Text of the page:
Search - Redman :: Doc's Da Name 2000

Doc's Da Name 2000
Doc's Da Name 2000
Genres: Pop, Rap & Hip-Hop, R&B
  •  Track Listings (24) - Disc #1

The pride of Newark takes a slow rumble through hip-hop's history on his fourth album, jacking whatever beats he takes a shine to: Ice Cube, Audio Two, and the Beastie Boys all get their hits heavily rewritten, and on the ...  more »


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CD Details

All Artists: Redman
Title: Doc's Da Name 2000
Members Wishing: 0
Total Copies: 0
Label: Universal Japan
Release Date: 6/4/2007
Album Type: Import
Genres: Pop, Rap & Hip-Hop, R&B
Styles: East Coast, Gangsta & Hardcore, Pop Rap, Soul
Number of Discs: 1
SwapaCD Credits: 1

The pride of Newark takes a slow rumble through hip-hop's history on his fourth album, jacking whatever beats he takes a shine to: Ice Cube, Audio Two, and the Beastie Boys all get their hits heavily rewritten, and on the closing Roni Size collaboration, "I Got A Secret," he invents a dazed, earthy style of drum 'n' bass rhyming. As the title suggests, there's some conceptual/identity overload going on here, but Redman's spilling over with sly turns of phrase and goofy allusions (as well as gratuitous chickenhead/baby-mama baiting), and his Def Squad teammate Erick Sermon lightens up on his trademark swampy boom, giving himself more room to cram his word hoard into. Every imaginable space is full of blunted puns, fleeting samples, and yelps of "Yo!" --Douglas Wolk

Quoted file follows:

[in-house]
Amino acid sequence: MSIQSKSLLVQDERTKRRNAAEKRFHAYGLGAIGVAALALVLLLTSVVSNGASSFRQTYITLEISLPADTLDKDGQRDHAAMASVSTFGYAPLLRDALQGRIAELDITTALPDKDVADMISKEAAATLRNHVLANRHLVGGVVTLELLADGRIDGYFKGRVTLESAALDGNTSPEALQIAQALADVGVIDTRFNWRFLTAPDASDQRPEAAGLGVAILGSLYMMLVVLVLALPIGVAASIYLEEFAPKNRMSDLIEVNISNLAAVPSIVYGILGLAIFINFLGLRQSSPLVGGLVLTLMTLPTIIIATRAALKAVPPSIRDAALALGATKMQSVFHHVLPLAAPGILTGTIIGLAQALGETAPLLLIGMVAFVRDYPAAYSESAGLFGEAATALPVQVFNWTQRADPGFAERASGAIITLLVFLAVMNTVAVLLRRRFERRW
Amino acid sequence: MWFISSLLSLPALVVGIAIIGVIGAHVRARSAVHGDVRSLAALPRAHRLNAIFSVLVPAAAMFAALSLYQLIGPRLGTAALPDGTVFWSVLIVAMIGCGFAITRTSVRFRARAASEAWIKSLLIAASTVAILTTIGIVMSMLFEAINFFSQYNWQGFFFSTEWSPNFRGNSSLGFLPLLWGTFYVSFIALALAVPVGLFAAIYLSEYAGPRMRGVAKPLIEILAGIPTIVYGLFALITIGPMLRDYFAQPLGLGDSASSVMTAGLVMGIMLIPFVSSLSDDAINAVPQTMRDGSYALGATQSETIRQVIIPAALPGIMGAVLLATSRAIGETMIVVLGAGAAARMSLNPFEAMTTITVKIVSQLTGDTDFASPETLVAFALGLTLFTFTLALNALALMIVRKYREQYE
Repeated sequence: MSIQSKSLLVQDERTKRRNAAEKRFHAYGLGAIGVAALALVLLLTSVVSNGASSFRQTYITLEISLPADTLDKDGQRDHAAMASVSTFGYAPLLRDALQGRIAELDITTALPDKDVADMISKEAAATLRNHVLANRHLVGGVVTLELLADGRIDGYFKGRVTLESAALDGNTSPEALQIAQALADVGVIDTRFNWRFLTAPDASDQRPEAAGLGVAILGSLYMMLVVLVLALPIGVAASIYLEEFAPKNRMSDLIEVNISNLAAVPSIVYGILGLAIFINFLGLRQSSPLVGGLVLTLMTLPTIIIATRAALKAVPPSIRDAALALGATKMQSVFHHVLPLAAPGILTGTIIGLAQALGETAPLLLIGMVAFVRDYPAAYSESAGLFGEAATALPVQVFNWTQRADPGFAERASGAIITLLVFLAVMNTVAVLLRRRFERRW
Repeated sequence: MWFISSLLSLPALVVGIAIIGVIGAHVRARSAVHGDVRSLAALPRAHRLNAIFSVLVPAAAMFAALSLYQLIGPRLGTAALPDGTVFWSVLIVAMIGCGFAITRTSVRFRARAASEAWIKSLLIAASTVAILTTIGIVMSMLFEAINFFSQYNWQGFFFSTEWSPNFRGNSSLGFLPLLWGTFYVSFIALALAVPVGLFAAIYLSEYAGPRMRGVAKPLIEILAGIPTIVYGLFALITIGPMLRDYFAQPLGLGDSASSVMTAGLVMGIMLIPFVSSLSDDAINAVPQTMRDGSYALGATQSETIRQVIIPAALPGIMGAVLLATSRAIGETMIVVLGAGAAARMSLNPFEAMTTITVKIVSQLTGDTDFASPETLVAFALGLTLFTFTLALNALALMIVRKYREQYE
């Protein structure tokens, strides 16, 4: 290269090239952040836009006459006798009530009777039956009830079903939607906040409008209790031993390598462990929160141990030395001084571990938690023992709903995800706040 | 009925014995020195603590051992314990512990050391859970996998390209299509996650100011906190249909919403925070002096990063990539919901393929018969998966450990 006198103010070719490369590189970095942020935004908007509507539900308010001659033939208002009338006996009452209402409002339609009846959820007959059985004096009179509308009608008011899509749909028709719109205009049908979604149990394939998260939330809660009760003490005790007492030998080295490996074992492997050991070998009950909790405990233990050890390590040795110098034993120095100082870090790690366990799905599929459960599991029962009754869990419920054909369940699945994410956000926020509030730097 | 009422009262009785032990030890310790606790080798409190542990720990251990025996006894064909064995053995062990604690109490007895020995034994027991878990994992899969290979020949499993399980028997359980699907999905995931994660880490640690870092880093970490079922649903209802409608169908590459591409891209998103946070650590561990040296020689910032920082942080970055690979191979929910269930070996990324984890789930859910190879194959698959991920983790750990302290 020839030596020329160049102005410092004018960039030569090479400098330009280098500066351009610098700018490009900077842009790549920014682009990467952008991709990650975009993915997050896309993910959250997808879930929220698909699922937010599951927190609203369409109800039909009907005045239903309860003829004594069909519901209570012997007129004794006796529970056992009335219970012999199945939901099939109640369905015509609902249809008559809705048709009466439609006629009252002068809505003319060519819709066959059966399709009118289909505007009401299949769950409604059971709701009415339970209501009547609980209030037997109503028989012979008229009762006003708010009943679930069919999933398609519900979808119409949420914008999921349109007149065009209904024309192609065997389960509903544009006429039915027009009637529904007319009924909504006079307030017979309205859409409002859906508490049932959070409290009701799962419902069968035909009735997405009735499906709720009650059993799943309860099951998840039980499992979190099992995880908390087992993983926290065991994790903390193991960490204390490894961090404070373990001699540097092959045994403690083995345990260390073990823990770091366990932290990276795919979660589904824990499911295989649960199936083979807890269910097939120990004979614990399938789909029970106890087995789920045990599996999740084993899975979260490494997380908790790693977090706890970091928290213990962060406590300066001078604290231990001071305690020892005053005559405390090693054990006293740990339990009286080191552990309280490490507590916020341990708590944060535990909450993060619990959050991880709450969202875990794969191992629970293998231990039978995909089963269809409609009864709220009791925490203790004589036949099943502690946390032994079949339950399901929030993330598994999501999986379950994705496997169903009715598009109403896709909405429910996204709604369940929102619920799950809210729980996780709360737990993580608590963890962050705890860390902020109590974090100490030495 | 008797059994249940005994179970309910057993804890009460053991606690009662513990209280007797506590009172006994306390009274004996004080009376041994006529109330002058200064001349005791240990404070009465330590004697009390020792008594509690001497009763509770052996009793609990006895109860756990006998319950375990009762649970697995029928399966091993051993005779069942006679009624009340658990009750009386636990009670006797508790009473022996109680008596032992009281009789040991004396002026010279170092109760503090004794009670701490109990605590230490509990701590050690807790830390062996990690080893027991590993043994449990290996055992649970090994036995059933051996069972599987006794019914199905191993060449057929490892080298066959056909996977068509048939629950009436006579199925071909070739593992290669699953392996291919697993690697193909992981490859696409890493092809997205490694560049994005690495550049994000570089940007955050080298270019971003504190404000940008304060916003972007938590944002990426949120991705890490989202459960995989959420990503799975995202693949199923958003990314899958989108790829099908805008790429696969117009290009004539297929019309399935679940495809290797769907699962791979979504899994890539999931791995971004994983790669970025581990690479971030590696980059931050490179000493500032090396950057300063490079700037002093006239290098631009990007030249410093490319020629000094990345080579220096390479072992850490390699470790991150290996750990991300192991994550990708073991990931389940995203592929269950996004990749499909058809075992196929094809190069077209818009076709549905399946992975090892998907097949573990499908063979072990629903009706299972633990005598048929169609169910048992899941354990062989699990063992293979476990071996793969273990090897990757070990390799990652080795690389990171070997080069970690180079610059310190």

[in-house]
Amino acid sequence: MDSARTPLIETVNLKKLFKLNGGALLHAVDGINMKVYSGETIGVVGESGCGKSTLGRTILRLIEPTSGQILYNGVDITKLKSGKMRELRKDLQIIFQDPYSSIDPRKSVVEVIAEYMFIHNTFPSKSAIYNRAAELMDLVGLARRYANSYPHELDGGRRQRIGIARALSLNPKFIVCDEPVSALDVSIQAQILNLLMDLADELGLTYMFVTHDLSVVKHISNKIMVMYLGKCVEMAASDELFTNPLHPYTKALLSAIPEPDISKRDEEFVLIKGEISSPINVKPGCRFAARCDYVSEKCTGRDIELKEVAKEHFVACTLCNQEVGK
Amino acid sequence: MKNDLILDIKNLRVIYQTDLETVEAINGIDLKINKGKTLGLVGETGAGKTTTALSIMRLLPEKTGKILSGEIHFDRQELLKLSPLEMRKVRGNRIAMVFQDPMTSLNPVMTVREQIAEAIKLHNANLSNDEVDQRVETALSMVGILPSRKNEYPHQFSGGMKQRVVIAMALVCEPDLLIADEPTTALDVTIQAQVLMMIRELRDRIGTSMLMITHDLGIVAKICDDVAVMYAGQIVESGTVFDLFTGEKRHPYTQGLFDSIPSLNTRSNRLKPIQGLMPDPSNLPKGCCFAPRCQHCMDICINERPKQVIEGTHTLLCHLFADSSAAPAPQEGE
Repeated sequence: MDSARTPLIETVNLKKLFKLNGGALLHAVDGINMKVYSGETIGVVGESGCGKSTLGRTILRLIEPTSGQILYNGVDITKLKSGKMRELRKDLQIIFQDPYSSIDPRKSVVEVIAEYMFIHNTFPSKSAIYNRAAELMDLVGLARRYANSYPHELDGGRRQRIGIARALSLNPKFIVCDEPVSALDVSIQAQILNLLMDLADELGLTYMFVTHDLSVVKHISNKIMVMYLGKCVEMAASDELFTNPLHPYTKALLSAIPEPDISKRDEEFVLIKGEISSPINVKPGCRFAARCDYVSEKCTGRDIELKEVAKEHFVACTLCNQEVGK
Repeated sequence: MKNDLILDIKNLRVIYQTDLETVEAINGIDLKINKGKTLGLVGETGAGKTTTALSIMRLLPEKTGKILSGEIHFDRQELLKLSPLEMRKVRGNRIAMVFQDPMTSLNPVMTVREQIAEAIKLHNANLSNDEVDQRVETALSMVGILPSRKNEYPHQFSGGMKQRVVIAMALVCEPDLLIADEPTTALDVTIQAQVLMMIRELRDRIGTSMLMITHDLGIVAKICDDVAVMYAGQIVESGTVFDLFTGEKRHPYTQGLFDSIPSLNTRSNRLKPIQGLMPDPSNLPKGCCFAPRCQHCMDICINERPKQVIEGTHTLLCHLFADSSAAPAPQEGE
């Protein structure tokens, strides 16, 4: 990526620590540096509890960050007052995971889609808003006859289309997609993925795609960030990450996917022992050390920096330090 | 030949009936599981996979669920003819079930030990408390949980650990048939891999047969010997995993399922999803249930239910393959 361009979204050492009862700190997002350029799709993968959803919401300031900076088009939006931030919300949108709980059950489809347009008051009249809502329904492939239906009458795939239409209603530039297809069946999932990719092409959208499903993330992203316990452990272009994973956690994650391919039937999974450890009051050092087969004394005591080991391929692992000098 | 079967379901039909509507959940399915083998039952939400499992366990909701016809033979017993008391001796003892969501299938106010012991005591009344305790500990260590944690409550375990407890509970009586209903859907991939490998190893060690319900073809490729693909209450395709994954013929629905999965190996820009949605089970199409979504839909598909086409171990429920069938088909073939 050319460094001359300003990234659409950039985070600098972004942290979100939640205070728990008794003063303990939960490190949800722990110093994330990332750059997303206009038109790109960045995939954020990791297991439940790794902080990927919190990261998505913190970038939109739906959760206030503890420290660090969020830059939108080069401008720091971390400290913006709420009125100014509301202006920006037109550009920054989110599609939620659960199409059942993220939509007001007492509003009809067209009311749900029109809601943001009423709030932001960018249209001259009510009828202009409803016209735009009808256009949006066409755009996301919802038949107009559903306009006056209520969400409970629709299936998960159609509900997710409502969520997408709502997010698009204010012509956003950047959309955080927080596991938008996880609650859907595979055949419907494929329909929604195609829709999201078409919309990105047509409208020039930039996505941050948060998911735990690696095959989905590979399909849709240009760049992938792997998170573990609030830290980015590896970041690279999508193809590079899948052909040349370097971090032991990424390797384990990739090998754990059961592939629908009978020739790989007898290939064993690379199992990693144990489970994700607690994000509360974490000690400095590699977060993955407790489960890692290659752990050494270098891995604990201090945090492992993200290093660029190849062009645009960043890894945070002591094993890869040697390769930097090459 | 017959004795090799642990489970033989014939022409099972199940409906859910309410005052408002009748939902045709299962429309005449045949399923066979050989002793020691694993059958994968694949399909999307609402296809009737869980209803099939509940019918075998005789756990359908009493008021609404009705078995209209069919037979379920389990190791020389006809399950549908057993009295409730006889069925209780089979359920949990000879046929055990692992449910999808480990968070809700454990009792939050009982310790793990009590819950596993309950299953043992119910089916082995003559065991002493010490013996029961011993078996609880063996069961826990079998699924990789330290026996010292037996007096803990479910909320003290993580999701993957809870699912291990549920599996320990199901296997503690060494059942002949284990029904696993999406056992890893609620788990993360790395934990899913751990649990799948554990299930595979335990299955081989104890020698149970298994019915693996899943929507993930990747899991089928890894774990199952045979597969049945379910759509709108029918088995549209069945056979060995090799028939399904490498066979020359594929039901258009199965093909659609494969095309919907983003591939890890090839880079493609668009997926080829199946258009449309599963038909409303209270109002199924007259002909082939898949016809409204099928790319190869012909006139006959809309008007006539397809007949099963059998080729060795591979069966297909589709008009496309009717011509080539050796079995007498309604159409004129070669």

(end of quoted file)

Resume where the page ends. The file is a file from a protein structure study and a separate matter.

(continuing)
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CD Reviews

Still Tight Enough To Bobyahed2dis {4.5 Stars}
Norfeest | Washington DC USA | 01/02/2007
(4 out of 5 stars)